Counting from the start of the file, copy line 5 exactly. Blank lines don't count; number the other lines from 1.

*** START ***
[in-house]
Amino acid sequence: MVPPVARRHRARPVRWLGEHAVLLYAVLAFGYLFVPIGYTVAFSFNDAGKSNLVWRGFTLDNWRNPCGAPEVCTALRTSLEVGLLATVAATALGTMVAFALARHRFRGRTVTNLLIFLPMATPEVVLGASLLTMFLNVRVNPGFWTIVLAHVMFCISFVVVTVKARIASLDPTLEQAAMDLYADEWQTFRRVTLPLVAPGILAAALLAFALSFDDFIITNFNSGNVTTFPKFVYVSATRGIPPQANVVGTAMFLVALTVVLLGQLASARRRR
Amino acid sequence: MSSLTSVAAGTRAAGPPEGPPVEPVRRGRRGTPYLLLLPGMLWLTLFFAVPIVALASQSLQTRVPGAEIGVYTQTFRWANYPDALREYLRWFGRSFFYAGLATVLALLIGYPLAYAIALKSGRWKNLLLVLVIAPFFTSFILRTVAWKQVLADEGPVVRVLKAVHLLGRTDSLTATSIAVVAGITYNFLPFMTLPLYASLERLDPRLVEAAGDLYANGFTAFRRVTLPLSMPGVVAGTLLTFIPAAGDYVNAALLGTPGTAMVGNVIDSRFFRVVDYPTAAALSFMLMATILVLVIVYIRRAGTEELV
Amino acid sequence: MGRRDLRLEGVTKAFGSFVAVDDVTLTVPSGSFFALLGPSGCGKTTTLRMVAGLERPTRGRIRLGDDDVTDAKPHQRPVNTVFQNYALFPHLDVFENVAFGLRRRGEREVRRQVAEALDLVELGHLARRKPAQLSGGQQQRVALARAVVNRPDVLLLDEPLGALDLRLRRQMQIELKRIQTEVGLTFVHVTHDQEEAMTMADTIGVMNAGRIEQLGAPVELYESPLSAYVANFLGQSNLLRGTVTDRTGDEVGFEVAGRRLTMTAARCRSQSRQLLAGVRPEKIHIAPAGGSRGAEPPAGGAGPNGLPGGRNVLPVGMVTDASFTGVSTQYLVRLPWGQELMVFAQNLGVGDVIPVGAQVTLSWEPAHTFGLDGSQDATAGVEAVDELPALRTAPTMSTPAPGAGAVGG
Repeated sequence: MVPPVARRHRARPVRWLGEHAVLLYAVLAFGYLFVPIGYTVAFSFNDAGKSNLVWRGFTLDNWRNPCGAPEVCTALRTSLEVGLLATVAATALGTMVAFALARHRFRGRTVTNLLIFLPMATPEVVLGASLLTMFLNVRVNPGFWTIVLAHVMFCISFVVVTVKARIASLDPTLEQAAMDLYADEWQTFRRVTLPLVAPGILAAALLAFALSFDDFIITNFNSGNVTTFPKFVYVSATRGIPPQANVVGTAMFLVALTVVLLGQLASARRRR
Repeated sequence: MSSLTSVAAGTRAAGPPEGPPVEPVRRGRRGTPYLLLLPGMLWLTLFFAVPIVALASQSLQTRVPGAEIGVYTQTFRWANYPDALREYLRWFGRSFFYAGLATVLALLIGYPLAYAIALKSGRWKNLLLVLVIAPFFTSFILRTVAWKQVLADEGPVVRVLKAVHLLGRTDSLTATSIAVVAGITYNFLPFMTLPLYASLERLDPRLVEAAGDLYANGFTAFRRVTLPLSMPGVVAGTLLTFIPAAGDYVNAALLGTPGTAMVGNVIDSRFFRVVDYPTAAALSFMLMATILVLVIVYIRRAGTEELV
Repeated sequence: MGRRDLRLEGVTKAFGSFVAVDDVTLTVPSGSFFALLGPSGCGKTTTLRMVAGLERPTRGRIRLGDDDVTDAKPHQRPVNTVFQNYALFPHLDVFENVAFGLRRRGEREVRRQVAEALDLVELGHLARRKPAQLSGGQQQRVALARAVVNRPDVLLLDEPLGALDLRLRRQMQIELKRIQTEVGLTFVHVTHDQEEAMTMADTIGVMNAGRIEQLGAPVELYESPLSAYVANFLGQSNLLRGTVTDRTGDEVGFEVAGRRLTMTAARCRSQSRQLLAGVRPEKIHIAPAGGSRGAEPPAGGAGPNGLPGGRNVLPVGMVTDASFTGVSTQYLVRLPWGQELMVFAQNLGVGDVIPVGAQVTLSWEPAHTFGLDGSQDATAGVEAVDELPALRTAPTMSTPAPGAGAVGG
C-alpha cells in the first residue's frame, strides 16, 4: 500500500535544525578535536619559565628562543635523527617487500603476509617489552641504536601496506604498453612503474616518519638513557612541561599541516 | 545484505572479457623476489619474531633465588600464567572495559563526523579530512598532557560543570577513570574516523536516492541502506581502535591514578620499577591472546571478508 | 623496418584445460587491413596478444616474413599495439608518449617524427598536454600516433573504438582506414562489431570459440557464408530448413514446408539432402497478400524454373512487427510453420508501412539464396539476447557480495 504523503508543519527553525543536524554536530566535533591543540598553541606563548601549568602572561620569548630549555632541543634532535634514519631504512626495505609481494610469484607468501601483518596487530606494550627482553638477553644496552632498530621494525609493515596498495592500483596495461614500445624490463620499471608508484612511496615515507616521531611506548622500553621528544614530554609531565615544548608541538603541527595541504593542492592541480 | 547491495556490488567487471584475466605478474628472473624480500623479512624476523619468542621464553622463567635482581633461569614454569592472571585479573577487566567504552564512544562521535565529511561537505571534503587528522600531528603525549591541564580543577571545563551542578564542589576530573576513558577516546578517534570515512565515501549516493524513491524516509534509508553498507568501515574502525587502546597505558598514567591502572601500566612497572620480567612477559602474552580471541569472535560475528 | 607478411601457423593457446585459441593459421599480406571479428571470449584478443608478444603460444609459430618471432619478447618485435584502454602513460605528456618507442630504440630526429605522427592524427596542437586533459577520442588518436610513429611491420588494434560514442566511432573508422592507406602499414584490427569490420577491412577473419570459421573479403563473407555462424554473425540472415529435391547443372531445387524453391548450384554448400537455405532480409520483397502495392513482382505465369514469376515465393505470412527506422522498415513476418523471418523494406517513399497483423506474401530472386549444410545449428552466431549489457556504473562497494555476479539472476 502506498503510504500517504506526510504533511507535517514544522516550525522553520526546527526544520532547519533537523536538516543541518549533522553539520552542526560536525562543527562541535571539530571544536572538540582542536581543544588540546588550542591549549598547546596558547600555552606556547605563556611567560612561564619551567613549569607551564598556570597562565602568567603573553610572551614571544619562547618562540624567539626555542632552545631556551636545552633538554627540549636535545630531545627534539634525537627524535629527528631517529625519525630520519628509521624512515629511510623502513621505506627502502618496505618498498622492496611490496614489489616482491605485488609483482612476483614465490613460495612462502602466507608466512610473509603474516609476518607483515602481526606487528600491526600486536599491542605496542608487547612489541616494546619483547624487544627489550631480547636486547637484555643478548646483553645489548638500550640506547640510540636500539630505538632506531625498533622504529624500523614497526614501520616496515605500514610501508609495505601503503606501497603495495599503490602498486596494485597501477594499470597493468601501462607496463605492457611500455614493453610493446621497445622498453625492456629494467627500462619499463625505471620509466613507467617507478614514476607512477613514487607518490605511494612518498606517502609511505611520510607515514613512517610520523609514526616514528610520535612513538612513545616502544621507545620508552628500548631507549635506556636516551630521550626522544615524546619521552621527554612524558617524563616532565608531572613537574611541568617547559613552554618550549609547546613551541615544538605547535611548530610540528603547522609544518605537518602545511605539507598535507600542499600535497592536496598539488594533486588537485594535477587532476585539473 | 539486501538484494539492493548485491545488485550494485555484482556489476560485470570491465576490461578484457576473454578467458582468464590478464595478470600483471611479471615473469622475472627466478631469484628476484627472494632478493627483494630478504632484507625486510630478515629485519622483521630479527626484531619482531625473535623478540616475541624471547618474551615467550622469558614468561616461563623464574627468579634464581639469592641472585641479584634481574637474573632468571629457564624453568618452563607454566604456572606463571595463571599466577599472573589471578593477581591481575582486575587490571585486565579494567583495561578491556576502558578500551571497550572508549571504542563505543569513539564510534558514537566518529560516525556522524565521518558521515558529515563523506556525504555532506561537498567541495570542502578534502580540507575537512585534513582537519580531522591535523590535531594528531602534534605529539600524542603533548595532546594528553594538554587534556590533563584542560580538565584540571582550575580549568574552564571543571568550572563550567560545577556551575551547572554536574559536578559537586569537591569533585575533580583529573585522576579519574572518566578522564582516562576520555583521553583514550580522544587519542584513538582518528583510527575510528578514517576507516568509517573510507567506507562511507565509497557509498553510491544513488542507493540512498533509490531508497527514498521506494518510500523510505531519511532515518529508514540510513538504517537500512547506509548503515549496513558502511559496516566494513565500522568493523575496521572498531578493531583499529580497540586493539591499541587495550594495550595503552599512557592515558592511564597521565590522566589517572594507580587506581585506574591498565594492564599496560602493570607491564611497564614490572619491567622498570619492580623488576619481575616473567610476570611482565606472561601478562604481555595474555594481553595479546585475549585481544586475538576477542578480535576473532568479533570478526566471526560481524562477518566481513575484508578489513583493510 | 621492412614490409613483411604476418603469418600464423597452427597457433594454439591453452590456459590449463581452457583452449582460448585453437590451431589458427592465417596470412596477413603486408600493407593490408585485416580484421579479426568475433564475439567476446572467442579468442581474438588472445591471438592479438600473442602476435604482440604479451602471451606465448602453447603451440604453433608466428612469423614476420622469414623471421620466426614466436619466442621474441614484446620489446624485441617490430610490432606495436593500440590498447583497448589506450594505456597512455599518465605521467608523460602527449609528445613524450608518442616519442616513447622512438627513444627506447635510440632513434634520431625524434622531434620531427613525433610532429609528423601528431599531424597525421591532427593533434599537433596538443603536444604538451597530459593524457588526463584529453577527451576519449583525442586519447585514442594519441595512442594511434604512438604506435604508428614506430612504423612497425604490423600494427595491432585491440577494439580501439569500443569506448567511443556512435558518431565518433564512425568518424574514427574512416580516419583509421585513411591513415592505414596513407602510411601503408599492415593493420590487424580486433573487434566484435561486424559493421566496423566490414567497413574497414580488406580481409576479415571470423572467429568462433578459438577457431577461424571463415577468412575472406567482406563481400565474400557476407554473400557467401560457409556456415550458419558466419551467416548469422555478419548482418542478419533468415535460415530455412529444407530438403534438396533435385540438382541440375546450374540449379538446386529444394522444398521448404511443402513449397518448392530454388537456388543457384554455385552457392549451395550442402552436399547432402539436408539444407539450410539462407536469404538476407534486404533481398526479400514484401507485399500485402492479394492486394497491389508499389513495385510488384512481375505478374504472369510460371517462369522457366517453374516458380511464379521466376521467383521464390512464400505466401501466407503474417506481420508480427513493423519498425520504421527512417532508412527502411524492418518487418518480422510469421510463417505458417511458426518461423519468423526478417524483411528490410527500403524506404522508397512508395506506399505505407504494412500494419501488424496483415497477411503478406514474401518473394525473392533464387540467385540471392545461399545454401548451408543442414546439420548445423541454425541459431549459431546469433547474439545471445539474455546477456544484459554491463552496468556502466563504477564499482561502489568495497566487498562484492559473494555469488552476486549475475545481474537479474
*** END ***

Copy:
Repeated sequence: MVPPVARRHRARPVRWLGEHAVLLYAVLAFGYLFVPIGYTVAFSFNDAGKSNLVWRGFTLDNWRNPCGAPEVCTALRTSLEVGLLATVAATALGTMVAFALARHRFRGRTVTNLLIFLPMATPEVVLGASLLTMFLNVRVNPGFWTIVLAHVMFCISFVVVTVKARIASLDPTLEQAAMDLYADEWQTFRRVTLPLVAPGILAAALLAFALSFDDFIITNFNSGNVTTFPKFVYVSATRGIPPQANVVGTAMFLVALTVVLLGQLASARRRR